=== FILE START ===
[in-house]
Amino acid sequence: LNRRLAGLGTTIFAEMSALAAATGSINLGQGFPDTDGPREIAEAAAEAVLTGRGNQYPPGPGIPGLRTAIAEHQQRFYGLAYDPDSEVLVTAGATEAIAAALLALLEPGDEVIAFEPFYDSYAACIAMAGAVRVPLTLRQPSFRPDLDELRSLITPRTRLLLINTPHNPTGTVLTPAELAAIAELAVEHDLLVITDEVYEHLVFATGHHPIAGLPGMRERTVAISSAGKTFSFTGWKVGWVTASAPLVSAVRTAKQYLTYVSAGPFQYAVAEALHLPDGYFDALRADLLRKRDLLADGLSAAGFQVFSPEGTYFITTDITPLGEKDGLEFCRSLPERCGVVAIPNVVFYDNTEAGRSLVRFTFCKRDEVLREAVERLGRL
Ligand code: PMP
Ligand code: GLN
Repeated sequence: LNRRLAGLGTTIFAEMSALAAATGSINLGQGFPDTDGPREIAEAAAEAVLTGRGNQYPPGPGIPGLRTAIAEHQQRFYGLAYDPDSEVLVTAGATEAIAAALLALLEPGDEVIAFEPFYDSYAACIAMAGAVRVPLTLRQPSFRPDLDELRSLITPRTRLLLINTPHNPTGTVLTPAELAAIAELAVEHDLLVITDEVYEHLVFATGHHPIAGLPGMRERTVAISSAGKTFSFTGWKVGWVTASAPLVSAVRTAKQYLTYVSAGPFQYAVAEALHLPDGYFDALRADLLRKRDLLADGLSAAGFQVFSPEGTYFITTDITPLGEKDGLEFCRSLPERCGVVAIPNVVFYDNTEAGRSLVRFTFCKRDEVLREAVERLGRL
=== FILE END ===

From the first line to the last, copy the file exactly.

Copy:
[in-house]
Amino acid sequence: LNRRLAGLGTTIFAEMSALAAATGSINLGQGFPDTDGPREIAEAAAEAVLTGRGNQYPPGPGIPGLRTAIAEHQQRFYGLAYDPDSEVLVTAGATEAIAAALLALLEPGDEVIAFEPFYDSYAACIAMAGAVRVPLTLRQPSFRPDLDELRSLITPRTRLLLINTPHNPTGTVLTPAELAAIAELAVEHDLLVITDEVYEHLVFATGHHPIAGLPGMRERTVAISSAGKTFSFTGWKVGWVTASAPLVSAVRTAKQYLTYVSAGPFQYAVAEALHLPDGYFDALRADLLRKRDLLADGLSAAGFQVFSPEGTYFITTDITPLGEKDGLEFCRSLPERCGVVAIPNVVFYDNTEAGRSLVRFTFCKRDEVLREAVERLGRL
Ligand code: PMP
Ligand code: GLN
Repeated sequence: LNRRLAGLGTTIFAEMSALAAATGSINLGQGFPDTDGPREIAEAAAEAVLTGRGNQYPPGPGIPGLRTAIAEHQQRFYGLAYDPDSEVLVTAGATEAIAAALLALLEPGDEVIAFEPFYDSYAACIAMAGAVRVPLTLRQPSFRPDLDELRSLITPRTRLLLINTPHNPTGTVLTPAELAAIAELAVEHDLLVITDEVYEHLVFATGHHPIAGLPGMRERTVAISSAGKTFSFTGWKVGWVTASAPLVSAVRTAKQYLTYVSAGPFQYAVAEALHLPDGYFDALRADLLRKRDLLADGLSAAGFQVFSPEGTYFITTDITPLGEKDGLEFCRSLPERCGVVAIPNVVFYDNTEAGRSLVRFTFCKRDEVLREAVERLGRL